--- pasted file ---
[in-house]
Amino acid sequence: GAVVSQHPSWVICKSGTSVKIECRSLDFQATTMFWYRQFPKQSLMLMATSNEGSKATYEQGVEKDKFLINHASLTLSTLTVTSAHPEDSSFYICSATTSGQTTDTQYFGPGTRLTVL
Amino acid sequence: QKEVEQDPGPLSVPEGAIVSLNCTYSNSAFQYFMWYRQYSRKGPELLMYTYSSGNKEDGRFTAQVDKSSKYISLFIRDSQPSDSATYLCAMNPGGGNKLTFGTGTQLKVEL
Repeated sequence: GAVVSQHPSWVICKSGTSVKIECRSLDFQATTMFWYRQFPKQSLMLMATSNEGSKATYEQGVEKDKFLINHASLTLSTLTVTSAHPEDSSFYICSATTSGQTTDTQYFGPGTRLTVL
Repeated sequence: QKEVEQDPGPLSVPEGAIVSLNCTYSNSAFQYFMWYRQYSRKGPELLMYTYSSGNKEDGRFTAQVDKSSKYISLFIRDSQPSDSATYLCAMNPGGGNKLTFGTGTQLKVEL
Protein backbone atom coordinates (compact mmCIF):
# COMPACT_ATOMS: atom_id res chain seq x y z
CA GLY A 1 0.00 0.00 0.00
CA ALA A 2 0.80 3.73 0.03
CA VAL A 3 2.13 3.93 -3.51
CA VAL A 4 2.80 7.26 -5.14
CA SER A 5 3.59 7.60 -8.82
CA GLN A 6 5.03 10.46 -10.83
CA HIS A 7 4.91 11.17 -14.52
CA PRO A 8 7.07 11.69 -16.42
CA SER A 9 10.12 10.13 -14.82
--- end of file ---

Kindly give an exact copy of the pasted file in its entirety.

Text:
[in-house]
Amino acid sequence: GAVVSQHPSWVICKSGTSVKIECRSLDFQATTMFWYRQFPKQSLMLMATSNEGSKATYEQGVEKDKFLINHASLTLSTLTVTSAHPEDSSFYICSATTSGQTTDTQYFGPGTRLTVL
Amino acid sequence: QKEVEQDPGPLSVPEGAIVSLNCTYSNSAFQYFMWYRQYSRKGPELLMYTYSSGNKEDGRFTAQVDKSSKYISLFIRDSQPSDSATYLCAMNPGGGNKLTFGTGTQLKVEL
Repeated sequence: GAVVSQHPSWVICKSGTSVKIECRSLDFQATTMFWYRQFPKQSLMLMATSNEGSKATYEQGVEKDKFLINHASLTLSTLTVTSAHPEDSSFYICSATTSGQTTDTQYFGPGTRLTVL
Repeated sequence: QKEVEQDPGPLSVPEGAIVSLNCTYSNSAFQYFMWYRQYSRKGPELLMYTYSSGNKEDGRFTAQVDKSSKYISLFIRDSQPSDSATYLCAMNPGGGNKLTFGTGTQLKVEL
Protein backbone atom coordinates (compact mmCIF):
# COMPACT_ATOMS: atom_id res chain seq x y z
CA GLY A 1 0.00 0.00 0.00
CA ALA A 2 0.80 3.73 0.03
CA VAL A 3 2.13 3.93 -3.51
CA VAL A 4 2.80 7.26 -5.14
CA SER A 5 3.59 7.60 -8.82
CA GLN A 6 5.03 10.46 -10.83
CA HIS A 7 4.91 11.17 -14.52
CA PRO A 8 7.07 11.69 -16.42
CA SER A 9 10.12 10.13 -14.82